by Brent Blackwelder
A year ago, I wrote about how a true-cost steady state economy would deal with water pollution. Last August, the alarming green slime at the west end of Lake Erie was so bad that it shut down Toledo’s water supply for half a million people. Who would pay the tremendous damages caused by the green slime? Certainly not the industrial agricultural interests who were responsible for about two-thirds of the problem!
Our current U.S. economy routinely lets polluters off the hook and even rewards them with subsidies, and the same is generally true for the global economy. During the past twelve months, water pollution has gone from bad to worse as exploding rail freight trains loaded with tar sands oil have caught on fire, causing derailments and spilling contaminants into rivers.
Many people are under the mistaken impression that violations of the Clean Water Act are rare. The Potomac Riverkeeper Network has just completed an analysis of water pollution violators in a section of the Potomac River Basin. (full report forthcoming; for background, see the Potomac Riverkeeper Network’s Upper Potomac River Basin campaigns.) Basin wide, there are over 2000 facilities with permits to discharge pollutants into the Potomac River. Of the 293 facilities in the Upper Potomac region, more than 10% had violated their permit conditions during the last three years! Just think of the increased enforcement costs if a region jumps from 5% to 10% non-compliance. The enforcement workload doubles!
Reports from the Pacific coast, from California to Alaska, are disturbing because they indicate that some fisheries and shell fisheries may be on the tipping point of collapse. Worldwide, we are seeing industrial civilization screw up clean water through nutrient loading from gigantic crop monocultures and animal factory slums. It’s a recipe for catastrophe. Several dead zones at the mouths of great rivers like the Mississippi have gained notoriety, but the public is not aware that there are now hundreds of such zones worldwide.
The latest water pollution debacle occurred just this month (August 2015) in the Colorado Rockies. A state of emergency was declared as the Animas River turned orange when millions of gallons of toxic heavy metals and carcinogens from the Gold King Mine spilled and created a hazardous mess at the very peak of summer recreation.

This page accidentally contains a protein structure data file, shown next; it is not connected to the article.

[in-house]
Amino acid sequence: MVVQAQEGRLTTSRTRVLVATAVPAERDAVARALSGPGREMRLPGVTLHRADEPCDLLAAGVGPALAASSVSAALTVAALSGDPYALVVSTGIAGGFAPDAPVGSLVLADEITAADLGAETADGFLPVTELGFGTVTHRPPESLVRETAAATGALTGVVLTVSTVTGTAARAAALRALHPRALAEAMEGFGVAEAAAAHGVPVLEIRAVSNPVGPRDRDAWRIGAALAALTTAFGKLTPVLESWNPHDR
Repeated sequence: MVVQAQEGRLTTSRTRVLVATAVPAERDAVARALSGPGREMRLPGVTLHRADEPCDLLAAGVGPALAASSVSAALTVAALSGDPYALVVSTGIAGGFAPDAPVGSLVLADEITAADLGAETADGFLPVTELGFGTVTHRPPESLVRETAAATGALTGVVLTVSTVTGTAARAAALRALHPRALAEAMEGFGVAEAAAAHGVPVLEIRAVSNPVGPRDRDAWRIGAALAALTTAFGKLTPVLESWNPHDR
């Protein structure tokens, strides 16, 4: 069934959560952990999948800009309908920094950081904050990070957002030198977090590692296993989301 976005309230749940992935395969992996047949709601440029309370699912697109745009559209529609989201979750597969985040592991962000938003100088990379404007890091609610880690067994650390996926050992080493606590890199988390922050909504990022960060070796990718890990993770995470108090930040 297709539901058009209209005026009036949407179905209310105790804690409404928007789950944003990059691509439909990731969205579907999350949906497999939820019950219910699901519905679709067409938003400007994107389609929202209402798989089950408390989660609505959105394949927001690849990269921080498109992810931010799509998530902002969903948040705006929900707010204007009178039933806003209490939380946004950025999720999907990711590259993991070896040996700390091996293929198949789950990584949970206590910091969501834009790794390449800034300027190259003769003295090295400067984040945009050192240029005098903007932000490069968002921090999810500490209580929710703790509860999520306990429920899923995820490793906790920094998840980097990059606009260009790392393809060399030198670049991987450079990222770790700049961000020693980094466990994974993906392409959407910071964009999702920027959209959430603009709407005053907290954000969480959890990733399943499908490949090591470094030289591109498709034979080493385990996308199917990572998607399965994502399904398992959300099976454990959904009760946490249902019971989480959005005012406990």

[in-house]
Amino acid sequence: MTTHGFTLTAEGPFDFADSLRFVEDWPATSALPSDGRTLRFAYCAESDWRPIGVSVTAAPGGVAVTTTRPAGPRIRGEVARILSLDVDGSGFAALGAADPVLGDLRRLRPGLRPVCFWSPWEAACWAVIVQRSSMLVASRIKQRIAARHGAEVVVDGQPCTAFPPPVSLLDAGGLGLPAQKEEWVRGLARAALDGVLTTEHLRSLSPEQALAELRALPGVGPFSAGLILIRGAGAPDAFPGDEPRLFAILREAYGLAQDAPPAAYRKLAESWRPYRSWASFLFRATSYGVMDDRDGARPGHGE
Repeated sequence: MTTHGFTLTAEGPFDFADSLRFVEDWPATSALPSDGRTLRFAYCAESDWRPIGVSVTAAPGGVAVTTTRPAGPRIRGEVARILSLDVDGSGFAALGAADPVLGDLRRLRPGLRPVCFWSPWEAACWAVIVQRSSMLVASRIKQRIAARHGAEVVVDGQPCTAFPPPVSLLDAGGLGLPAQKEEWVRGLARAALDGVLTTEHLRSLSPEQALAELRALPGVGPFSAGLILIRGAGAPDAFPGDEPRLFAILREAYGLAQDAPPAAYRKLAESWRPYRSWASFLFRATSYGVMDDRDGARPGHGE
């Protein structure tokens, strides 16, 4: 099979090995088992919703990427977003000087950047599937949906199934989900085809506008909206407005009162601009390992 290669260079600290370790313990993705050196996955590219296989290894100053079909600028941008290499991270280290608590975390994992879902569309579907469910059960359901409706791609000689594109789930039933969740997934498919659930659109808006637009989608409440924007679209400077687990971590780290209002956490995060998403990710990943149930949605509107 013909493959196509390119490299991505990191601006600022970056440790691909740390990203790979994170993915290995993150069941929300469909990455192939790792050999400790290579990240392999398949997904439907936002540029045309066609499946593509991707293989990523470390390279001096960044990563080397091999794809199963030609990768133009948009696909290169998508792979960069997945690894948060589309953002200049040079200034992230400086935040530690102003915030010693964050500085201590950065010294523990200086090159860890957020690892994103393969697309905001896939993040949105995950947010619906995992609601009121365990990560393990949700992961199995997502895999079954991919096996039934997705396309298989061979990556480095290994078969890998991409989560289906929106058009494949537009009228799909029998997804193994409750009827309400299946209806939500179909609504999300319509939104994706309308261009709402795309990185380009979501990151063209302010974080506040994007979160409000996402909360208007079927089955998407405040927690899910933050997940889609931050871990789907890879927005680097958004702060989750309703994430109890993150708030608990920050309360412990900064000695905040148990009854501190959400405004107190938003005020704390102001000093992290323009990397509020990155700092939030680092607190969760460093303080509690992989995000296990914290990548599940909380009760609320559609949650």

Recreation in this part of Colorado is a crucial component of the economy. One river outfitter has had to lay off over twenty employees. Agencies have allowed the leakage at gold mines like the Gold King Mine to persist for years without being cleaned up.
These accidents would be far less likely to occur in a sustainable steady state economy. A steady state economy would not incentivize pollution. It would not allow externalization of pollution and health costs, and it would eliminate subsidies for extraction of hardrock minerals and fossil fuels. Globally, an estimated $600 billion per year in subsidies is provided annually to the fossil fuels industry, in contrast to $100 billion for wind, solar, and other renewable energies.
A sustainable economy would place genuine value on the many benefits provided by clean water and free flowing rivers, including diverse fisheries, a variety of recreation activities, beautiful scenery, and a healthy water supply. The global economy looks upon water more as a commodity, and trade agreements attempt to facilitate the privatization of water. A sustainable true-cost economy, on the other hand, does not externalize pollution impacts or exclude from economic calculation the numerous but less tangible benefits obtained from free-flowing rivers.
A sustainable true-cost economy holds so much promise, but the immense challenge of transitioning to such an economy can seem daunting. Tackling our water pollution crisis illuminates some highly actionable steps we could take immediately to start making a steady state economy a reality.
The Securities and Exchange Commission (SEC) could take an initial step toward a true-cost economy by requiring the many companies reporting to it to disclose their pollution impacts (externalities). Impossible you say? A few years ago it seemed impossible to get the SEC to require disclosure of CEO salaries. But guess what? It just happened—thanks to leadership by Senator Elizabeth Warren (D-Mass) along with tremendous grassroots pressure.
The SEC will now require publicly-owned corporations to disclose how much their CEOs make compared with the median wage of their workers. The Washington Post reported that the pay gap between executives and unskilled workers is about 300 to 1, not 30 to 1 as most Americans think. This precedent-setting action by the SEC should be followed by other campaigns directed at the SEC, starting with action on externalities.
In a true-cost economy, the price tag for goods and services that cause serious damage to life support systems would be so high that such products would not be produced. We would do well to recall that there is no economy on a dead planet. Critics who say that civilizations are nowhere close to causing ecosystem collapses do not consider the scientific evidence on planetary boundaries, nor the lessons from past collapses of societies. I think we should seize on the outrage over all the water pollution disasters in 2014 and 2015 and push for new economic structures that will provide long-term solutions.